You can’t seem to count on the weather to coincide with the turning of the seasons these days. Call it climate change, global warming or just a shift in weather patterns. For me, I rely on the calendar to tell me when it’s basketball season, and while the month of November is reserved for turkeys and thanks, I’ll always know it as a time for hoops.
This week, the Tehachapi High School basketball seasons get underway and for the second-straight season, there’s a buzz about the programs. The girls’ varsity team will be opening the season on Friday night hosting Stockdale at 6:30 p.m. as they look to build on last year’s historic season. They were co-champions in the South Yosemite League for the first time. They were one lousy home performance from winning it outright, but allowed a late-season slip-up to derail supremacy. Nonetheless, their championship was historic.
They advanced to the semifinals of the CIF Central Section Division II playoffs where somehow, they met Bakersfield High School. Not sure how the Drillers manage to convince Central Section leadership that they should be in Division II in any sport, but as the Drillers want, the Central Section obliges. Fair? Not in any sense of the word, but you simply play who they put in front of you even when that team wins the Division II title and remains in the same division the following year.
Even after that loss, Tehachapi hosted a CIF State Playoff game and won for the first time in history, defeating Hillcrest out of Riverside 55-49. The Lady Warriors saw the historic season come to an end a few days later in a loss at Oak Park.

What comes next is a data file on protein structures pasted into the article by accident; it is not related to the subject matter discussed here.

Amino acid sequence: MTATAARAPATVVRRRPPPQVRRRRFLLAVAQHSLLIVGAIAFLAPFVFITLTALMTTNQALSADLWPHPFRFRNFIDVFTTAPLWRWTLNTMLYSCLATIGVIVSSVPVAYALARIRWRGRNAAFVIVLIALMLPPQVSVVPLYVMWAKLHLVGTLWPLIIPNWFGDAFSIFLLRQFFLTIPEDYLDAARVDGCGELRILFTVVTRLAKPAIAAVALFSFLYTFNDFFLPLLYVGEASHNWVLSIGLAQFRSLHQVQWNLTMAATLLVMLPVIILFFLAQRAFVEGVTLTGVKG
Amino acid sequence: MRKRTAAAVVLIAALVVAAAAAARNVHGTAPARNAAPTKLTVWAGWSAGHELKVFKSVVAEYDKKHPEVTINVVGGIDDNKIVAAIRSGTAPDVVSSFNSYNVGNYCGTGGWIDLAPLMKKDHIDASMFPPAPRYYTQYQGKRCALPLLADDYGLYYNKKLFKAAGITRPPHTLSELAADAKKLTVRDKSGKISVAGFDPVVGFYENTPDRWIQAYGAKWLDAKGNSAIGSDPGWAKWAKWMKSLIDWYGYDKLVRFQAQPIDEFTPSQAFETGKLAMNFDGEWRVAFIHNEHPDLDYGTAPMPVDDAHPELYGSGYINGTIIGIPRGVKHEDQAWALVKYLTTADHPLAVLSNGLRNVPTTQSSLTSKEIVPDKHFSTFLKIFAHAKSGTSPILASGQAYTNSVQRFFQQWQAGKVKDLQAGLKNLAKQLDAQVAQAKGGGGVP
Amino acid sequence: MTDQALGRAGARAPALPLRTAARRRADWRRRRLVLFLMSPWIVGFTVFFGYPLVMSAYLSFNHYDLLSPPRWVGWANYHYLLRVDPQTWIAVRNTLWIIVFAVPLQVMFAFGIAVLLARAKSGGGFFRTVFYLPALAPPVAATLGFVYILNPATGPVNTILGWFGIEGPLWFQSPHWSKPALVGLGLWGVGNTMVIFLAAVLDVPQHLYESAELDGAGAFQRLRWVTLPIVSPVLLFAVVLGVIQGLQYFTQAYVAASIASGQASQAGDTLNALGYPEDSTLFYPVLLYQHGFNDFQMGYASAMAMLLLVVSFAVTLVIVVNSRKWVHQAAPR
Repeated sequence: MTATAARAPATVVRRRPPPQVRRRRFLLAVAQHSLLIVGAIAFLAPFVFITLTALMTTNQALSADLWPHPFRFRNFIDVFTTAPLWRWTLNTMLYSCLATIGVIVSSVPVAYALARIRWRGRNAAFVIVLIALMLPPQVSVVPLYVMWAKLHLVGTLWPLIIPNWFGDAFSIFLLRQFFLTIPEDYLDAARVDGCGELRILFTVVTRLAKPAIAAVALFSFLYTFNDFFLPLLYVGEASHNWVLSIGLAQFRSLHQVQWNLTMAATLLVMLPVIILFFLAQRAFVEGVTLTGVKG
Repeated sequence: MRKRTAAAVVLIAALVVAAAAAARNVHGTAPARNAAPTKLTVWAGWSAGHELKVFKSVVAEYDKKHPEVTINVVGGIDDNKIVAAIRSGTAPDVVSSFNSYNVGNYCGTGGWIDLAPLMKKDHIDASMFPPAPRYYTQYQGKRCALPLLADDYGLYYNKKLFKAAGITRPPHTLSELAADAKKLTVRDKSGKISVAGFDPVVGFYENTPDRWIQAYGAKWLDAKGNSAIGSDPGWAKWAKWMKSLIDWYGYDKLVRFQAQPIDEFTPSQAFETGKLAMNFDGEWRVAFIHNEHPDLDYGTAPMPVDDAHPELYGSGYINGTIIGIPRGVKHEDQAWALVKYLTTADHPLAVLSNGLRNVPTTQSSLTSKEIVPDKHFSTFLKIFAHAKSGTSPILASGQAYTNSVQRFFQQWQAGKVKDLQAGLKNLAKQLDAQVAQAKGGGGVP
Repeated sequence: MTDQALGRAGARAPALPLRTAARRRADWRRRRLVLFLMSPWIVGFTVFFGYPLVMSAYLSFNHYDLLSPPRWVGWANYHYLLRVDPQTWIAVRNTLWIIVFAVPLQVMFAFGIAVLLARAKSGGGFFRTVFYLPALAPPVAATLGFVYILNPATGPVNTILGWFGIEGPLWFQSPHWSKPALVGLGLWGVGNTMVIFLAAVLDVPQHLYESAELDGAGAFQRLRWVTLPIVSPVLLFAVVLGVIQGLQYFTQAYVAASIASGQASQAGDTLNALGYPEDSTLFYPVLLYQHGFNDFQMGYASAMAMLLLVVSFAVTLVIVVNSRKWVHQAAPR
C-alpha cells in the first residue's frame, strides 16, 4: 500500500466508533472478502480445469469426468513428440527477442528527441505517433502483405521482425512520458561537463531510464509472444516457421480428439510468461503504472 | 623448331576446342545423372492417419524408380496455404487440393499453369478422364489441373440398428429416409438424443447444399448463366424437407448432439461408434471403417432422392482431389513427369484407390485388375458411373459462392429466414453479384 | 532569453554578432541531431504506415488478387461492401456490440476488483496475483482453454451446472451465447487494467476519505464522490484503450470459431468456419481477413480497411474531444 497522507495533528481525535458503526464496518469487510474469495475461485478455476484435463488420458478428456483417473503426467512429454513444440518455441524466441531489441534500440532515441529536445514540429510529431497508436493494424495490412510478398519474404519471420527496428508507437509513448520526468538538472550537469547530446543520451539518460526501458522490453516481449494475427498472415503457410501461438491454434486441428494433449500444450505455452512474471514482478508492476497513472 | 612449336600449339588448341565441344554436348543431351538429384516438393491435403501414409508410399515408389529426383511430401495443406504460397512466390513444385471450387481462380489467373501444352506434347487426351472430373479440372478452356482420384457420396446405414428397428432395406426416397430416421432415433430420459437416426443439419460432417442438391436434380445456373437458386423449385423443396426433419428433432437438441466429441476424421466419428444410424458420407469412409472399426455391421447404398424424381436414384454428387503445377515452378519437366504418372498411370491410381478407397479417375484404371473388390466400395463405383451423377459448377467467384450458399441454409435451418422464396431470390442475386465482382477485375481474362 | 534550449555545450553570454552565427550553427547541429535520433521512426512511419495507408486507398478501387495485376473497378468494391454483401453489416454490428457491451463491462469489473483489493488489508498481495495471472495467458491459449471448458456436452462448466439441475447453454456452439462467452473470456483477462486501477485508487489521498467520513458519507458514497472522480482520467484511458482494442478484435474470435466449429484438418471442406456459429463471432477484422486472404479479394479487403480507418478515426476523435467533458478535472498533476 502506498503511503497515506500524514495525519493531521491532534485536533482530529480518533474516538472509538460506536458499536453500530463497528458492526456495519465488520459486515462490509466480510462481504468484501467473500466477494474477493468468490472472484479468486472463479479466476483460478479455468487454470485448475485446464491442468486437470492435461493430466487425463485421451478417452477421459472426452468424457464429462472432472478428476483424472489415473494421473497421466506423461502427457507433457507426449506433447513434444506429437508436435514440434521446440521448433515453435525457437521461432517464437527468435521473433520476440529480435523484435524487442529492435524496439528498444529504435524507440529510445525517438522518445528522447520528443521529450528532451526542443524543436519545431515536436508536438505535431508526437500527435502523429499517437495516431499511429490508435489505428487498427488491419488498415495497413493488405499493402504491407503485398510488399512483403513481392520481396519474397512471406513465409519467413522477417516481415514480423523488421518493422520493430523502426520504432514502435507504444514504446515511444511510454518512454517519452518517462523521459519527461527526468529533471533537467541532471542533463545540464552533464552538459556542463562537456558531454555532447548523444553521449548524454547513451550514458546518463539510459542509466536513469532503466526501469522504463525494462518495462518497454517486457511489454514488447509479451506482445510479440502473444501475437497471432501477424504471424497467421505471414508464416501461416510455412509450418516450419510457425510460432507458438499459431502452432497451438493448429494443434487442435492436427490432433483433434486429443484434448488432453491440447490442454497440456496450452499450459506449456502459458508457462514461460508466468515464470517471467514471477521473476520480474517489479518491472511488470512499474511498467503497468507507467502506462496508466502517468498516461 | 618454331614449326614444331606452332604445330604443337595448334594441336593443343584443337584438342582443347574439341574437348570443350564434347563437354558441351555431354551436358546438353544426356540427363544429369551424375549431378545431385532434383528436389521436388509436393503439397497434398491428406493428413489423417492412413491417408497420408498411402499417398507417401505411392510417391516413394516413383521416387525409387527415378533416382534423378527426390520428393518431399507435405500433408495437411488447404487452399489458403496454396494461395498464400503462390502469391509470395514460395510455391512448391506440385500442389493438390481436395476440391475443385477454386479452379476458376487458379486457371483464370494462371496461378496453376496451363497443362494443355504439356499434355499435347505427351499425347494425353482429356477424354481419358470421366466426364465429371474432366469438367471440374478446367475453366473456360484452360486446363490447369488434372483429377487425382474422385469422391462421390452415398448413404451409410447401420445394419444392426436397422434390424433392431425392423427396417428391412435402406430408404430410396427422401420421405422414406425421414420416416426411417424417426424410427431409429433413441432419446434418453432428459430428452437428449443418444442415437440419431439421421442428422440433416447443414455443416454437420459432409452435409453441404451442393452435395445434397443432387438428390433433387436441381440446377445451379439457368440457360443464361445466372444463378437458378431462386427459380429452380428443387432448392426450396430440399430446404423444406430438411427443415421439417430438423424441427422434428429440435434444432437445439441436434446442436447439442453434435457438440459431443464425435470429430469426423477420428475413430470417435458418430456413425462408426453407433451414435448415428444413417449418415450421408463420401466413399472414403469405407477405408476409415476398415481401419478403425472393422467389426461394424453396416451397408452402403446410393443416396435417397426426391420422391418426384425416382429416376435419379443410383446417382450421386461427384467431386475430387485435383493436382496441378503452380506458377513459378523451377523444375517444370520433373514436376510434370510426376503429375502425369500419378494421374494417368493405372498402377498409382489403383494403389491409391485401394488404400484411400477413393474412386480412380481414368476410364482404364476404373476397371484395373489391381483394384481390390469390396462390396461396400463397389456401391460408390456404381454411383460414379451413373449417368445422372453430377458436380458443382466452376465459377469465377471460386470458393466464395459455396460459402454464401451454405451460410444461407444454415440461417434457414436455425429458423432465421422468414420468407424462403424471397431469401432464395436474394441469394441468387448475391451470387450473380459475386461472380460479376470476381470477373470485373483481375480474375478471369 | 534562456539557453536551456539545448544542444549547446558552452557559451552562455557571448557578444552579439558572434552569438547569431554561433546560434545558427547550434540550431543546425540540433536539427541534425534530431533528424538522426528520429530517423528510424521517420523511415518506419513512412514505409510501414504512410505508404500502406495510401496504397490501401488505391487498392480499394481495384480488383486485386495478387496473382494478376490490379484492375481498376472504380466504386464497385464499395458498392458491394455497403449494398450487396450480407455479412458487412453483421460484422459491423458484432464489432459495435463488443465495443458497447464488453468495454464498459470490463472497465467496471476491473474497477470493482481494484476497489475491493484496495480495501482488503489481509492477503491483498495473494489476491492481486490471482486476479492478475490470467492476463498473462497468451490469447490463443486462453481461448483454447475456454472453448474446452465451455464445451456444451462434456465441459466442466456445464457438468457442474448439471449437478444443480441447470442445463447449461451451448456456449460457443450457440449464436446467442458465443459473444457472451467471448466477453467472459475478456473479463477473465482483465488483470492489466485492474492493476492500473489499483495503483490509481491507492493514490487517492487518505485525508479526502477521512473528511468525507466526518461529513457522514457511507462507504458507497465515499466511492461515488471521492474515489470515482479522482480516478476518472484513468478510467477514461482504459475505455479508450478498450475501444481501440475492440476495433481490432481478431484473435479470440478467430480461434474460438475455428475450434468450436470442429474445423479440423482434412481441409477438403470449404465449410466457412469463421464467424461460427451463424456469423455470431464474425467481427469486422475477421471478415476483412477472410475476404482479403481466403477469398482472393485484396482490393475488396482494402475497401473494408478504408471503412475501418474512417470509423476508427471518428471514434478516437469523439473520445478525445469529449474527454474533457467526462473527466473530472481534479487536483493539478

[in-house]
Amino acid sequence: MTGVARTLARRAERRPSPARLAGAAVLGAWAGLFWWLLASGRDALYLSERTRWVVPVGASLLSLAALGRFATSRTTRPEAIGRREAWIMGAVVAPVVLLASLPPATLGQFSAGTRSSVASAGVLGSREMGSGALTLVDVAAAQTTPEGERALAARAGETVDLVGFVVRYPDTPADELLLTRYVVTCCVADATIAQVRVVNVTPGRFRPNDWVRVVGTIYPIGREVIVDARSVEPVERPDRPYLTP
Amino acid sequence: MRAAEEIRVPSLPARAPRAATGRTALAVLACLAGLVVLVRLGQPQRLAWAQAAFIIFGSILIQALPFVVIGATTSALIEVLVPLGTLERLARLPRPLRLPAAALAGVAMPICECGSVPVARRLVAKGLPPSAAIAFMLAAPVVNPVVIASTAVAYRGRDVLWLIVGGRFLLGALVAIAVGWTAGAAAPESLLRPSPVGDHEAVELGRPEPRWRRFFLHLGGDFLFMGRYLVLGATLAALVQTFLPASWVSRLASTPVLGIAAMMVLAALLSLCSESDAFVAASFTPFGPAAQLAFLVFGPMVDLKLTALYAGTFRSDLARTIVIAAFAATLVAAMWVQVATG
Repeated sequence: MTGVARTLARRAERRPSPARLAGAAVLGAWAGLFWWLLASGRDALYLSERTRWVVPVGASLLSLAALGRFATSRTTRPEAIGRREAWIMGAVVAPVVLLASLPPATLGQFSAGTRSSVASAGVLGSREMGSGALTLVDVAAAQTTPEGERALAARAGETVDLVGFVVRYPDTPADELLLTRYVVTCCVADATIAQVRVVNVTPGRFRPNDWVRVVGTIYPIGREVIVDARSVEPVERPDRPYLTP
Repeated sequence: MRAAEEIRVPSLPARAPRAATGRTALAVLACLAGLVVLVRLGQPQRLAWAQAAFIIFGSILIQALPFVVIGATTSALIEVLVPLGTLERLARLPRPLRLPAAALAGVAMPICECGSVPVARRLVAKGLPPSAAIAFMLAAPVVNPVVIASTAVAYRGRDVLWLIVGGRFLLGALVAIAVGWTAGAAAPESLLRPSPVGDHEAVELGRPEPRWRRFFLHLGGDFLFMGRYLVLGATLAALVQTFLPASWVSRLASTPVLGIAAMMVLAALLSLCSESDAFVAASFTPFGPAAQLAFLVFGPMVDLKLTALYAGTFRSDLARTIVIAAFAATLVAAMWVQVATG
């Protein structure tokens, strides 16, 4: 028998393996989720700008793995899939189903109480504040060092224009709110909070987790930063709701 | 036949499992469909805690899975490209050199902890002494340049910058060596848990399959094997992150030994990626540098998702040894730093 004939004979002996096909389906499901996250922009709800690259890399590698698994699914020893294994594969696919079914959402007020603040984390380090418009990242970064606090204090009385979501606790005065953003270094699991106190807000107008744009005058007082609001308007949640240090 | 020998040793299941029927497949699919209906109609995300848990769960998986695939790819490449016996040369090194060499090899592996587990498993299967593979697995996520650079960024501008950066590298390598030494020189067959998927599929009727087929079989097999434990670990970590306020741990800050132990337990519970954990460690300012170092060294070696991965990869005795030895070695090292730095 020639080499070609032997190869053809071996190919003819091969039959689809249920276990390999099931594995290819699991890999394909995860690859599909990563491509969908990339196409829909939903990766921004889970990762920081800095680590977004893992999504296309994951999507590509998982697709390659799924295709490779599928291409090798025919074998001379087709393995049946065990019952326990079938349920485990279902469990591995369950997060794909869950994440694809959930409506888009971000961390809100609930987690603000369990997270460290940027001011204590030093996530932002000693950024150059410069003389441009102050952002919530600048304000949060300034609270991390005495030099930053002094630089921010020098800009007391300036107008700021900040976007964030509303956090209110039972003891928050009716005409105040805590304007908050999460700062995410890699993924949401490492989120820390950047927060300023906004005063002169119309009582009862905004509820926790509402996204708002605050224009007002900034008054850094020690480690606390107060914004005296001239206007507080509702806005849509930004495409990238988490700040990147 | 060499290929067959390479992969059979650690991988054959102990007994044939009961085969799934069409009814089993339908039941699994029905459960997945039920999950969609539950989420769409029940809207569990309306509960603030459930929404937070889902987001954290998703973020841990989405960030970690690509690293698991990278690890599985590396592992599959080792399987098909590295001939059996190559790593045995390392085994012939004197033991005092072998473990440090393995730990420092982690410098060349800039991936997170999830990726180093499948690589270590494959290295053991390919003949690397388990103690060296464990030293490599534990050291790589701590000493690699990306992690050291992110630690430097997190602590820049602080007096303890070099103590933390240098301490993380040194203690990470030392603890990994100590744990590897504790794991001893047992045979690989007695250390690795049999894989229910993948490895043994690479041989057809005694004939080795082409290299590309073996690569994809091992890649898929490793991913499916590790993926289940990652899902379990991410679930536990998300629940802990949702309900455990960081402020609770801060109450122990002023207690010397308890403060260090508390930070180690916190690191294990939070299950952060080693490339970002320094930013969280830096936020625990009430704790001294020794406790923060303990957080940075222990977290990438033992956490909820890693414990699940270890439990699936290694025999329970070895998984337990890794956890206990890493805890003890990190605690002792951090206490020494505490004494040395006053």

Still, the word was out: A team made up of mostly juniors and underclassmen made a little noise in the Kern County basketball world. They did so with a coach, Jimi Perkins, that few had heard of before the season started. He was given an opportunity after a series of circumstances pushed him into the limelight, and he shined. Now, all eyes are on 2019-20 with the majority of that team returning, losing only one regular starter to graduation. They’ll be tough to deal with and will have an immediate test with Stockdale this Friday night.
On the boy’s side, there is plenty of optimism as well. Head coach Moe Cramer brings back some talent from a season ago but is reloading a bit as well with nearly all of his starting lineup having graduated. It was a team that posted a 13-11 mark a year ago playing in the ultra-competitive SYL with the likes of Bakersfield Christian and Ridgeview. Tehachapi made the Central Section Division III playoffs, but lost in the first round, 70-63, at Cesar Chavez.
During the past several months, this current squad had a successful summer/fall campaign, recently going 3-1 at the Hanford Fall Classic tournament in September, defeating some very athletic teams and doing so without some of their crossover athletes who were playing football. Look for Tehachapi to rely on young talent and be loaded and sophomore and juniors who are expected to make an impact this season.
I touted the potential of Tehachapi basketball last season and the fans responded by making home games loud, uncomfortable for opponents and establishing a great atmosphere. Although home games are light during the months of November and December, I hope we can take what limited opportunities we have in these next few months to prepare for the league season in the new year and our weekly diet of home contests.
This Friday it’s the girl’s team hosting Stockdale. On the 19th of November, the boys host McFarland. It’s a great chance to preview the new season and take part in the continued building of our brand of Tehachapi basketball.
Corey Costelloe has covered NCAA, professional and local sports for more than 20 years as a reporter and broadcaster. A THS graduate, he now resides in Tehachapi. He can be reached at email@example.com. The opinions expressed are his own.